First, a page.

27th IMO 1986

A1.  Let d be any positive integer not equal to 2, 5 or 13. Show that one can find distinct a, b in the set {2, 5, 13, d} such that ab - 1 is not a perfect square.
A2.  Given a point P0 in the plane of the triangle A1A2A3. Define As = As-3 for all s >= 4. Construct a set of points P1, P2, P3, ... such that Pk+1 is the image of Pk under a rotation center Ak+1 through an angle 120o clockwise for k = 0, 1, 2, ... . Prove that if P1986 = P0, then the triangle A1A2A3 is equilateral.
A3.  To each vertex of a regular pentagon an integer is assigned, so that the sum of all five numbers is positive. If three consecutive vertices are assigned the numbers x, y, z respectively, and y < 0, then the following operation is allowed: x, y, z are replaced by x + y, -y, z + y respectively. Such an operation is performed repeatedly as long as at least one of the five numbers is negative. Determine whether this procedure necessarily comes to an end after a finite number of steps.
B1.  Let A, B be adjacent vertices of a regular n-gon (n ≥ 5) with center O. A triangle XYZ, which is congruent to and initially coincides with OAB, moves in the plane in such a way that Y and Z each trace out the whole boundary of the polygon, with X remaining inside the polygon. Find the locus of X.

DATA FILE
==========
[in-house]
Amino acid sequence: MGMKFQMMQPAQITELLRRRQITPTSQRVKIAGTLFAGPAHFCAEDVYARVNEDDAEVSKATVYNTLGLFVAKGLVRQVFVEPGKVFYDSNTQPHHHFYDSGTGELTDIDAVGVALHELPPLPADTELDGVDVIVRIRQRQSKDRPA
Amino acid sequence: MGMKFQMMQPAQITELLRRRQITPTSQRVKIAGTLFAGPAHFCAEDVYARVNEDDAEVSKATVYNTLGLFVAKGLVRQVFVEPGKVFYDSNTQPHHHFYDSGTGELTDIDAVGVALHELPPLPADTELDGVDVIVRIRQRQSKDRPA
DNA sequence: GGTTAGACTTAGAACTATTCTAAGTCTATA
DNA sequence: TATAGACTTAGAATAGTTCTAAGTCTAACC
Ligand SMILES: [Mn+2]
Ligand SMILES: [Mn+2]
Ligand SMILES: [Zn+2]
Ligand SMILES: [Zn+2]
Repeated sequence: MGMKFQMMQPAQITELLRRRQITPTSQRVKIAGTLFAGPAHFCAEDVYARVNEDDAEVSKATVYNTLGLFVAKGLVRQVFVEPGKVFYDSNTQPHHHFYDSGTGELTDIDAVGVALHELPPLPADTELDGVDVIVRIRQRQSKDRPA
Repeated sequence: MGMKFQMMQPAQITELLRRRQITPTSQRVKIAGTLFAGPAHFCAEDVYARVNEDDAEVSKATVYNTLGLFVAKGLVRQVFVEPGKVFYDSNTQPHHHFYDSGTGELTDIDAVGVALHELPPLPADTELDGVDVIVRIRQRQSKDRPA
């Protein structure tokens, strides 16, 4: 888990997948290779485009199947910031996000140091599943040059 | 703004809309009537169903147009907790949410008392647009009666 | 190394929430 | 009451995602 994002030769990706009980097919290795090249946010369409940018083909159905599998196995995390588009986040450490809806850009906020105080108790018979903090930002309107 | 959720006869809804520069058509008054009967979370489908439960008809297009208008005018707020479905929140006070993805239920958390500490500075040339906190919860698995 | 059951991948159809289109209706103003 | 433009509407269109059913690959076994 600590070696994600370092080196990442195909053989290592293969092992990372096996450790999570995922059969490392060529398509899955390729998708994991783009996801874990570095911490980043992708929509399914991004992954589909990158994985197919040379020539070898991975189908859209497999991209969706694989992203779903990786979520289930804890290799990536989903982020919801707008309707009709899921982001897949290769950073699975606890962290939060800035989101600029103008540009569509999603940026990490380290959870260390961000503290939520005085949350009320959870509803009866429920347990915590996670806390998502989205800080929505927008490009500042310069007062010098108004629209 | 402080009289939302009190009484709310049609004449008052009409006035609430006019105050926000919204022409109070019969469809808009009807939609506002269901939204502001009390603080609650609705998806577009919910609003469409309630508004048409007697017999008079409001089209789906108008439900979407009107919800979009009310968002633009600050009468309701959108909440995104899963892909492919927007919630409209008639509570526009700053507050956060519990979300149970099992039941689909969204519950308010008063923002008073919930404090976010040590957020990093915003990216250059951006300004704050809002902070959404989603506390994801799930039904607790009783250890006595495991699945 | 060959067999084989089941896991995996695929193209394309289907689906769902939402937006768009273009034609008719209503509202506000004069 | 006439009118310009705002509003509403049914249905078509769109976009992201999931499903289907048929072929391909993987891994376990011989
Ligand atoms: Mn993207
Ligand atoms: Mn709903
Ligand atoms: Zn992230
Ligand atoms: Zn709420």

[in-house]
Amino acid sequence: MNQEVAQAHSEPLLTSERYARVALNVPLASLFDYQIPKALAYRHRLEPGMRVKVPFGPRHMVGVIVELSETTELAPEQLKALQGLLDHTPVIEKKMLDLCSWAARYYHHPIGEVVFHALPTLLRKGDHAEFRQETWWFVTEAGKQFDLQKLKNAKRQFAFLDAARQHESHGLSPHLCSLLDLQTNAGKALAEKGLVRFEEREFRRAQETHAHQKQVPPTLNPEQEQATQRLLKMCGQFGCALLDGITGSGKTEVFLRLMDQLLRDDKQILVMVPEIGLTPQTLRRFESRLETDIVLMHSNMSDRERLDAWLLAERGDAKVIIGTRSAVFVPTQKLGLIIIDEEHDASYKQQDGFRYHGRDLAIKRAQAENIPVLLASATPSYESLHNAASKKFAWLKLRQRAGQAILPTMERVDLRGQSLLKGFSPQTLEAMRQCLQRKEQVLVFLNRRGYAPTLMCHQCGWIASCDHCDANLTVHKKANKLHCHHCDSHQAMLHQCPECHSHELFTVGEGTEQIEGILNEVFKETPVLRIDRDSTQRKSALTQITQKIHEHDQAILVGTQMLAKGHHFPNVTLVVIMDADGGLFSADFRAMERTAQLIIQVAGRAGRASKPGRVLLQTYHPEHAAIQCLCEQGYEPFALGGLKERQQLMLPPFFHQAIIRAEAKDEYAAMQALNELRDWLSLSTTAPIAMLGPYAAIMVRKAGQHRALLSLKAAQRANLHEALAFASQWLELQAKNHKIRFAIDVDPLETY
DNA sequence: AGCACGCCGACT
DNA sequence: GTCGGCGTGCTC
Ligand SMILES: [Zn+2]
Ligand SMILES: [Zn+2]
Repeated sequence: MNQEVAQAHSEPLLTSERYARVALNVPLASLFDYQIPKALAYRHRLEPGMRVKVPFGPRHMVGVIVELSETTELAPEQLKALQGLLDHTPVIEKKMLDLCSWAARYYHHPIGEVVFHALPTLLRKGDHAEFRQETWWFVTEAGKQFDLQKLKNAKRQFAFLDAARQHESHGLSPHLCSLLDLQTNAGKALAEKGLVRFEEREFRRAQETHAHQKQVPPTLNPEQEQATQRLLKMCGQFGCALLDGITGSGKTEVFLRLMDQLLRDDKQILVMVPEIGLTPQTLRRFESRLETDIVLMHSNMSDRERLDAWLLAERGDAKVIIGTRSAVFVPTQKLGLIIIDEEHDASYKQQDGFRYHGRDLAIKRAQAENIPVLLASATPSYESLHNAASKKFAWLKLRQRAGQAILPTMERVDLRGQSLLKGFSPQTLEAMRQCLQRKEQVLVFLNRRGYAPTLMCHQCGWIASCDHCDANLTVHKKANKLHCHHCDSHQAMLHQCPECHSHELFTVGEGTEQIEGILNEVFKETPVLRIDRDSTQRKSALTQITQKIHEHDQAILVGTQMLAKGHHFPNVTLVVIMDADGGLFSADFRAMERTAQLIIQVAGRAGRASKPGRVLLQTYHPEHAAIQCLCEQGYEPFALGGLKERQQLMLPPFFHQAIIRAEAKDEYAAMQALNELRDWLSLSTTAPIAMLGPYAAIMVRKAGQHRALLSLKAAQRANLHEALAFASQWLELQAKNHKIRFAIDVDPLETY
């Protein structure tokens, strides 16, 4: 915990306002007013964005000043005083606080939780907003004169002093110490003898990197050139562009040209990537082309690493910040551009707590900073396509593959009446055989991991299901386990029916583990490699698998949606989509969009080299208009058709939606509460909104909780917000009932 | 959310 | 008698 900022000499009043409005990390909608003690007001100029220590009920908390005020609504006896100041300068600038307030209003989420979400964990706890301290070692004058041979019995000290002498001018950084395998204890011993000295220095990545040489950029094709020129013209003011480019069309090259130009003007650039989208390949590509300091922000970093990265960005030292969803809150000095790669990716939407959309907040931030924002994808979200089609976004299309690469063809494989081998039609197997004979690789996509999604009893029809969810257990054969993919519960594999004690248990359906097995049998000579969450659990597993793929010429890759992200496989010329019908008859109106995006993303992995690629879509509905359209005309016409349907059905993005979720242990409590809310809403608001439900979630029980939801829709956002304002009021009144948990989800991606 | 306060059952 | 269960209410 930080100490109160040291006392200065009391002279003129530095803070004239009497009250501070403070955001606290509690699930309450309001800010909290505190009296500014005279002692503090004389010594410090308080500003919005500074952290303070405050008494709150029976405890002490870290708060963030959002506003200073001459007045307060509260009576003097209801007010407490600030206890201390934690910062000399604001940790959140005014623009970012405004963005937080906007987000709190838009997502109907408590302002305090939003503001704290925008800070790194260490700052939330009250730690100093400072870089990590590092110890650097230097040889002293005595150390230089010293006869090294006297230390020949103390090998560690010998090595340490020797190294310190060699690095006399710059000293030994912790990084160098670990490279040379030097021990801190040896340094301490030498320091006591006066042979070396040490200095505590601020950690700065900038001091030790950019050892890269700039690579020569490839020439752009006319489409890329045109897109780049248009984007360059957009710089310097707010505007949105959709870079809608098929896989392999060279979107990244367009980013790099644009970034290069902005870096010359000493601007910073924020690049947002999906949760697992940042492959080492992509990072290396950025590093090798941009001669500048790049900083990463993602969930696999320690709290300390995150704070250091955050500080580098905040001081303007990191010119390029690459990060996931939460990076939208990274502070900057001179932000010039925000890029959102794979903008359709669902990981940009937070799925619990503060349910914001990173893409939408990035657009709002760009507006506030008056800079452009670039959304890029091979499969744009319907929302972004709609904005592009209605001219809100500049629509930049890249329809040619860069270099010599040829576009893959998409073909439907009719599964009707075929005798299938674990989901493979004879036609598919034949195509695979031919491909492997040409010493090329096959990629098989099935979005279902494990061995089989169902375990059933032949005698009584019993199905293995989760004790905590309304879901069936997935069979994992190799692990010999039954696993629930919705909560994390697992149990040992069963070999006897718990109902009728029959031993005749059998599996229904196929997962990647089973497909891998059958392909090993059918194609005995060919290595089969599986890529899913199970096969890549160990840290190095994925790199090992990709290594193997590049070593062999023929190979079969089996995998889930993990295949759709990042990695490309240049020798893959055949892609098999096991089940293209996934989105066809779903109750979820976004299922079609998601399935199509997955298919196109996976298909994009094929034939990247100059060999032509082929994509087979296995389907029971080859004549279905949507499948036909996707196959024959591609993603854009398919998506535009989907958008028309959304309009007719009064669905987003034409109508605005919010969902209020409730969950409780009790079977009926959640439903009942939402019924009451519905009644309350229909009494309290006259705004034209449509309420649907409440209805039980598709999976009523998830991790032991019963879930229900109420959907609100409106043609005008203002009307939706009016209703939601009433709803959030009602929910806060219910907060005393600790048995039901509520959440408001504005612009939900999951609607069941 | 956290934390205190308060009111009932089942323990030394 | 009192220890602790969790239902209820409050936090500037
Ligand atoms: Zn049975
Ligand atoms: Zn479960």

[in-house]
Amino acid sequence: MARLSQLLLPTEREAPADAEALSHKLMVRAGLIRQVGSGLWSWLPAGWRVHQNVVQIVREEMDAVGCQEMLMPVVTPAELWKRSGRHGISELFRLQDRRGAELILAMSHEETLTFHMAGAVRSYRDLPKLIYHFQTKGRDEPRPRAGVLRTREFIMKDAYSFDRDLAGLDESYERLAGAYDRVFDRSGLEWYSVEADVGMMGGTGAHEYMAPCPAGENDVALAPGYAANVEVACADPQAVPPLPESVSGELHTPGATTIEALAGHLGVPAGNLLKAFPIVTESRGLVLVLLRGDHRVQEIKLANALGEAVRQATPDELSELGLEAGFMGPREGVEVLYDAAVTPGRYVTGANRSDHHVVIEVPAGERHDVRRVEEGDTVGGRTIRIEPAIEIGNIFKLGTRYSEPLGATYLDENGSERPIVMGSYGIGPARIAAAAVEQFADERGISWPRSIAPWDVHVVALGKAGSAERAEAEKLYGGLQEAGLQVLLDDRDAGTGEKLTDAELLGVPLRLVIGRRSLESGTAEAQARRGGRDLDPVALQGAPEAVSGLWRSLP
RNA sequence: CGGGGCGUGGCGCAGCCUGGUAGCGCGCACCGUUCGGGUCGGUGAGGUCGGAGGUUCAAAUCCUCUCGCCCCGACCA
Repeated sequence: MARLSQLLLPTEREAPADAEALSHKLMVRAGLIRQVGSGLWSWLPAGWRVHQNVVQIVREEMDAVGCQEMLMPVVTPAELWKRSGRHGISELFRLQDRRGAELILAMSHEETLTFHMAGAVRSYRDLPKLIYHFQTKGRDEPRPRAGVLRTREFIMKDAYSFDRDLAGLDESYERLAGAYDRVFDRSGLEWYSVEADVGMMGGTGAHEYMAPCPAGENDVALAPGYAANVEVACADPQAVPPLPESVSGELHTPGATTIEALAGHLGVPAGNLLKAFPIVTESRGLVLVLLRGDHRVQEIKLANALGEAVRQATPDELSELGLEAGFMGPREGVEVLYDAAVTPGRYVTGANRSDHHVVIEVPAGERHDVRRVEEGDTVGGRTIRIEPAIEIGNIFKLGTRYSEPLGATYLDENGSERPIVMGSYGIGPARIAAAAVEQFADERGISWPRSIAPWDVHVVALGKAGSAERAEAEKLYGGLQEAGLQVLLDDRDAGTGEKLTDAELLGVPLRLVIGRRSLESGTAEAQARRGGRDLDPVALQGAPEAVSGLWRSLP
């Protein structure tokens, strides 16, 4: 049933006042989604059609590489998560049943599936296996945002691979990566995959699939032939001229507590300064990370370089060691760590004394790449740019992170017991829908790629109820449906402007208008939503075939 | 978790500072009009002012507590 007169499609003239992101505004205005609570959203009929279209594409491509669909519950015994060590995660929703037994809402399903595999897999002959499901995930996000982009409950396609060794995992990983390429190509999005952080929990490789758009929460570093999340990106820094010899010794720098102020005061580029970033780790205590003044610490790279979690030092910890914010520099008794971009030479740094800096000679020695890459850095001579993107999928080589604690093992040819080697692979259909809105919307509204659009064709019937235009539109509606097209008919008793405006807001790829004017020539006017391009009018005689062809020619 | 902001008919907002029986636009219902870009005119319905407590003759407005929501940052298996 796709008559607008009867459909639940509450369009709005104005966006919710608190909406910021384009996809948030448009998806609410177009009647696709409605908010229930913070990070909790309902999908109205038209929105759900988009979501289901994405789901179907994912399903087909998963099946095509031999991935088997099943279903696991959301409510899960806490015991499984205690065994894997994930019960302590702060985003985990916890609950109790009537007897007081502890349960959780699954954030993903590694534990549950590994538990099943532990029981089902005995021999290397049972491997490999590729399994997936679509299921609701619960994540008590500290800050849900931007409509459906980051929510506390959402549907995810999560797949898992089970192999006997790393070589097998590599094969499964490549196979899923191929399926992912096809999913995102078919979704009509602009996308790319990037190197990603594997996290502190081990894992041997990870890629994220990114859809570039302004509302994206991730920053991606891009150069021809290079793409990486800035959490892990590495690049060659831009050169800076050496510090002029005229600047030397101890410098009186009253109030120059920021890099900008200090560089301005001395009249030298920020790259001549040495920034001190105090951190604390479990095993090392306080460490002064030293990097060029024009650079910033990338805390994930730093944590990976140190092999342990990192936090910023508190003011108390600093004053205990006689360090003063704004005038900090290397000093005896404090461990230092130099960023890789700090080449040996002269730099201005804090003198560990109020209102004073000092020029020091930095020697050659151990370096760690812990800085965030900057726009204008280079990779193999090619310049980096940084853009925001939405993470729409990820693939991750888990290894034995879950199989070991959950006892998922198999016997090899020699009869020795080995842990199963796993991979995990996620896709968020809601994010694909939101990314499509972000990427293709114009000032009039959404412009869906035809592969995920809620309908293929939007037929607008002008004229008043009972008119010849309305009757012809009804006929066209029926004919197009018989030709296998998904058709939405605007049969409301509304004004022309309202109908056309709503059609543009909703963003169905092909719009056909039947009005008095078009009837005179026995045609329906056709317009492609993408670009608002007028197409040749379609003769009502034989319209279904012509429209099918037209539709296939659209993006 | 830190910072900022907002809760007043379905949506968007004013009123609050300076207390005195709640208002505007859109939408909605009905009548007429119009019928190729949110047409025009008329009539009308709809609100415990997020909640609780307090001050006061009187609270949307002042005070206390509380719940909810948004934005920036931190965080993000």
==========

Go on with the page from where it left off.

B2.  Find all functions f defined on the non-negative reals and taking non-negative real values such that: f(2) = 0, f(x) ≠ 0 for 0 ≤ x < 2, and f(xf(y)) f(y) = f(x + y) for all x, y.
B3.  Given a finite set of points in the plane, each with integer coordinates, is it always possible to color the points red or white so that for any straight line L parallel to one of the coordinate axes the difference (in absolute value) between the numbers of white and red points on L is not greater than 1?
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John Scholes
16 Oct 1998